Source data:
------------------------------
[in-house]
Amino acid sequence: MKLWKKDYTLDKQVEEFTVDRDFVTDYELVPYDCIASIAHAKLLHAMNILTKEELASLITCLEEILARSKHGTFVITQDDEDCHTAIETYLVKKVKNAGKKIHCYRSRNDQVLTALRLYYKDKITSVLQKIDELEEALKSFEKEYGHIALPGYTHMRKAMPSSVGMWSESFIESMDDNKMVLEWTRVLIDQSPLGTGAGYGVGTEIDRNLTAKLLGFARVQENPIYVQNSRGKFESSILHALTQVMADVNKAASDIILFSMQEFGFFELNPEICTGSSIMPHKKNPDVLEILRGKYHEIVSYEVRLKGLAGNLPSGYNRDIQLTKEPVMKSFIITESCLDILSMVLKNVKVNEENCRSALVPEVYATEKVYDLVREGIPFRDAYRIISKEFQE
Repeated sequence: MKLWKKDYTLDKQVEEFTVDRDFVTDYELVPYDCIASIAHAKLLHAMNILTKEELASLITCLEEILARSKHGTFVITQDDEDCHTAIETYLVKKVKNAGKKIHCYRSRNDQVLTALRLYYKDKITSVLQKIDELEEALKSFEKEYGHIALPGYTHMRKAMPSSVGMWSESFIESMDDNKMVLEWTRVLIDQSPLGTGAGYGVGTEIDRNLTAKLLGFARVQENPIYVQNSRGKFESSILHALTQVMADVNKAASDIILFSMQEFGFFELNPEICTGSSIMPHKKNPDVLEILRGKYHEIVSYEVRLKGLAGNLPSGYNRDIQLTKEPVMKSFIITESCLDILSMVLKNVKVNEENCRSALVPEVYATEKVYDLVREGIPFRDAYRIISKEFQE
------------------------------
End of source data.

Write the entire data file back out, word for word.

[in-house]
Amino acid sequence: MKLWKKDYTLDKQVEEFTVDRDFVTDYELVPYDCIASIAHAKLLHAMNILTKEELASLITCLEEILARSKHGTFVITQDDEDCHTAIETYLVKKVKNAGKKIHCYRSRNDQVLTALRLYYKDKITSVLQKIDELEEALKSFEKEYGHIALPGYTHMRKAMPSSVGMWSESFIESMDDNKMVLEWTRVLIDQSPLGTGAGYGVGTEIDRNLTAKLLGFARVQENPIYVQNSRGKFESSILHALTQVMADVNKAASDIILFSMQEFGFFELNPEICTGSSIMPHKKNPDVLEILRGKYHEIVSYEVRLKGLAGNLPSGYNRDIQLTKEPVMKSFIITESCLDILSMVLKNVKVNEENCRSALVPEVYATEKVYDLVREGIPFRDAYRIISKEFQE
Repeated sequence: MKLWKKDYTLDKQVEEFTVDRDFVTDYELVPYDCIASIAHAKLLHAMNILTKEELASLITCLEEILARSKHGTFVITQDDEDCHTAIETYLVKKVKNAGKKIHCYRSRNDQVLTALRLYYKDKITSVLQKIDELEEALKSFEKEYGHIALPGYTHMRKAMPSSVGMWSESFIESMDDNKMVLEWTRVLIDQSPLGTGAGYGVGTEIDRNLTAKLLGFARVQENPIYVQNSRGKFESSILHALTQVMADVNKAASDIILFSMQEFGFFELNPEICTGSSIMPHKKNPDVLEILRGKYHEIVSYEVRLKGLAGNLPSGYNRDIQLTKEPVMKSFIITESCLDILSMVLKNVKVNEENCRSALVPEVYATEKVYDLVREGIPFRDAYRIISKEFQE